- The biosynthesis of many sulfur-containing molecules depends on cysteine as a sulfur source. Both the cysteine desulfurase (CD) and rhodanese (Rhd) domain–containing protein families participate in the trafficking of sulfur for various metabolic pathways in bacteria and human, but their connection is not yet described in plants. The existence of natural chimeric proteins containing both CD and Rhd domains in specific bacterial genera, however, suggests a general interaction between these proteins.
- The formation of a persulfide group (-SSH) on cysteine residues has gained attention as a reversible posttranslational modification contributing to protein regulation or protection. The widely distributed 3-mercaptopyruvate sulfurtransferases (MSTs) are implicated in the generation of persulfidated molecules and H2S biogenesis through transfer of a sulfane sulfur atom from a suitable donor to an acceptor. Arabidopsis has two MSTs, named STR1 and STR2, but they are poorly characterized. To learn more about these enzymes, we conducted a series of biochemical experiments including a variety of possible reducing systems.
- Numerous iron-sulfur (Fe-S) proteins with diverse functions are present in the matrix and respiratory chain complexes of mitochondria. Although [4Fe-4S] clusters are the most common type of Fe-S cluster in mitochondria, the molecular mechanism of [4Fe-4S] cluster assembly and insertion into target proteins by the mitochondrial iron-sulfur cluster (ISC) maturation system is not well-understood. Here we report a detailed characterization of two late-acting Fe-S cluster-carrier proteins from Arabidopsis thaliana, NFU4 and NFU5.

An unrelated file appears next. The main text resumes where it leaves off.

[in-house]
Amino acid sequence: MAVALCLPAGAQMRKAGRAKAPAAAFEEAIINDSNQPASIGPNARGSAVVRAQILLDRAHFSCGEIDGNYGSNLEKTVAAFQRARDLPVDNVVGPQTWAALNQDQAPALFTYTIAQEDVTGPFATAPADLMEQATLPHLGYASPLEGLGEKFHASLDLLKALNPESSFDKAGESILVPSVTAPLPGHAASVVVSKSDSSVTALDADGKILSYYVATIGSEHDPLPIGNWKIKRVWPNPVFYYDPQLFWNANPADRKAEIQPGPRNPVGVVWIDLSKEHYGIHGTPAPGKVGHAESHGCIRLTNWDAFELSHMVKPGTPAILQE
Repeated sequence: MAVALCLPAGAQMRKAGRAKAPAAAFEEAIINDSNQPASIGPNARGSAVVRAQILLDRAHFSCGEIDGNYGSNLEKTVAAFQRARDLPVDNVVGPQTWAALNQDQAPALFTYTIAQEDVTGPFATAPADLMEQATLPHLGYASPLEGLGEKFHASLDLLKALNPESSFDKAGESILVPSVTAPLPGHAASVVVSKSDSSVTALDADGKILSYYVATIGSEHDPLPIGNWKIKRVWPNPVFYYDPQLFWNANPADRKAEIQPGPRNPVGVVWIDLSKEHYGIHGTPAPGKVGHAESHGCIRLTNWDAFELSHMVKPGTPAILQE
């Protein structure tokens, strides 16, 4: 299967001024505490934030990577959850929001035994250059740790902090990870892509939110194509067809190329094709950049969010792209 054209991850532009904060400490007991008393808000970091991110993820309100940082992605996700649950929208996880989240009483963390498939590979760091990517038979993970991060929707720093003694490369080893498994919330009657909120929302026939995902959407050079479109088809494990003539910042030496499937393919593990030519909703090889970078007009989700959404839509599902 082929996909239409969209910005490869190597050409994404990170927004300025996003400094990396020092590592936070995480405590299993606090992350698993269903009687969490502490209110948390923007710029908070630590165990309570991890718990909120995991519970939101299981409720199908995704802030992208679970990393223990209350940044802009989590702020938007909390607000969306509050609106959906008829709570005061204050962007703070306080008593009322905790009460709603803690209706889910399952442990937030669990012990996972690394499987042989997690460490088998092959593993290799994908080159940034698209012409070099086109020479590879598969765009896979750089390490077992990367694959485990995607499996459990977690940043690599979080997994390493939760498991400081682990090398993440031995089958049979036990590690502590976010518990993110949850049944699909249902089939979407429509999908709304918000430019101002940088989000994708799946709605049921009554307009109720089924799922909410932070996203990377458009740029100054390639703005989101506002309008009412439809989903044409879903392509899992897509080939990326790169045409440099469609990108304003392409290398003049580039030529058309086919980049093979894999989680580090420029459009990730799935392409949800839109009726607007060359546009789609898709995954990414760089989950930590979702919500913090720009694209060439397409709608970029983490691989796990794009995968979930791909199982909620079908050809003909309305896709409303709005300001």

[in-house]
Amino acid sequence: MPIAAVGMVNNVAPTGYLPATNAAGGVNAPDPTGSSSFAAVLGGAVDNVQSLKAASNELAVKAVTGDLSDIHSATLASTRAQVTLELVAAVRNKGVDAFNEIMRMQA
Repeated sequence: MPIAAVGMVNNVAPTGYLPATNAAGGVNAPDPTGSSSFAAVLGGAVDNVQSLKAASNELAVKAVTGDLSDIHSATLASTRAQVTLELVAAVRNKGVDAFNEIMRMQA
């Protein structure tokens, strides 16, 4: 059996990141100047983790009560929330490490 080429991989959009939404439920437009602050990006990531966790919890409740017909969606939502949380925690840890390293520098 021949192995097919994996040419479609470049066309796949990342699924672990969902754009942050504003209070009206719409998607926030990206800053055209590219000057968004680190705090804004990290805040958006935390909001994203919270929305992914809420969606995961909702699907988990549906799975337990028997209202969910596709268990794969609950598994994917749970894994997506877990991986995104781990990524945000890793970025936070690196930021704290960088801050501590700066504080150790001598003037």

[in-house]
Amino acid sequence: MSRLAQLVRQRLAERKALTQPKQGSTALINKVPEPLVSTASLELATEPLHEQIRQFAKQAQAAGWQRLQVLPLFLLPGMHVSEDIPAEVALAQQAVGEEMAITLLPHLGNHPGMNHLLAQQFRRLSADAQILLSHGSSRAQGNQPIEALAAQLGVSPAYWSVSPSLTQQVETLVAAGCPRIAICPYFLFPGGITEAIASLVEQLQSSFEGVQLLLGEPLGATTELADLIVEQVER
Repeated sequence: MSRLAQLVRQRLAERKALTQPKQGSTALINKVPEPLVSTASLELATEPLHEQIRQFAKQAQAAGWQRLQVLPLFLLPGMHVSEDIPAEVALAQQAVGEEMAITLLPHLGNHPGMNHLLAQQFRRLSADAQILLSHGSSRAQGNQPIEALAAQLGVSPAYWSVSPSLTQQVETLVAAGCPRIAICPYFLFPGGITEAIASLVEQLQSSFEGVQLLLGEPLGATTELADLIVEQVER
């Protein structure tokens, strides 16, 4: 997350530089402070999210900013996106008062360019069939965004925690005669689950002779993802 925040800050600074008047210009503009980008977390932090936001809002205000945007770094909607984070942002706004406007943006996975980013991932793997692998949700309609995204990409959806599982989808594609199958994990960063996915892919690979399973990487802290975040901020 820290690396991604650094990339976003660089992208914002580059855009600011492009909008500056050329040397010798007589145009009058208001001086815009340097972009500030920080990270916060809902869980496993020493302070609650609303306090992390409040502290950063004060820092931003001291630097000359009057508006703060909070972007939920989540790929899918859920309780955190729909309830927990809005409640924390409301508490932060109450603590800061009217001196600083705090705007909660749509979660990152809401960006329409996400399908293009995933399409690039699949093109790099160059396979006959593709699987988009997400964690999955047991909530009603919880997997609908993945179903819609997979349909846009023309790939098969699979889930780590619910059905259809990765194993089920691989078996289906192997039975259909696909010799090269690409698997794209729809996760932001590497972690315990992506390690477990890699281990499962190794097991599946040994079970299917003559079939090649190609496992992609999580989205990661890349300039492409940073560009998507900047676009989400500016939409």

- Proteins incorporating iron–sulfur (Fe-S) co-factors are required for a plethora of metabolic processes. Their maturation depends on three Fe-S cluster assembly machineries in plants, located in the cytosol, mitochondria, and chloroplasts. After de novo formation on scaffold proteins, transfer proteins load Fe-S clusters onto client proteins. Among the plastidial representatives of these transfer proteins, NFU2 and NFU3 are required for the maturation of the [4Fe-4S] clusters present in photosystem I subunits, acting upstream of the high-chlorophyll fluorescence 101 (HCF101) protein.
- Dihydroxyacid dehydratase (DHAD) is the third enzyme required for branched-chain amino acid biosynthesis in bacteria, fungi, and plants. DHAD enzymes contain two distinct types of active-site Fe–S clusters. The best characterized examples are Escherichia coli DHAD, which contains an oxygen-labile [Fe4S4] cluster, and spinach DHAD, which contains an oxygen-resistant [Fe2S2] cluster. Although the Fe–S cluster is crucial for DHAD function, little is known about the cluster-coordination environment or the mechanism of catalysis and cluster biogenesis.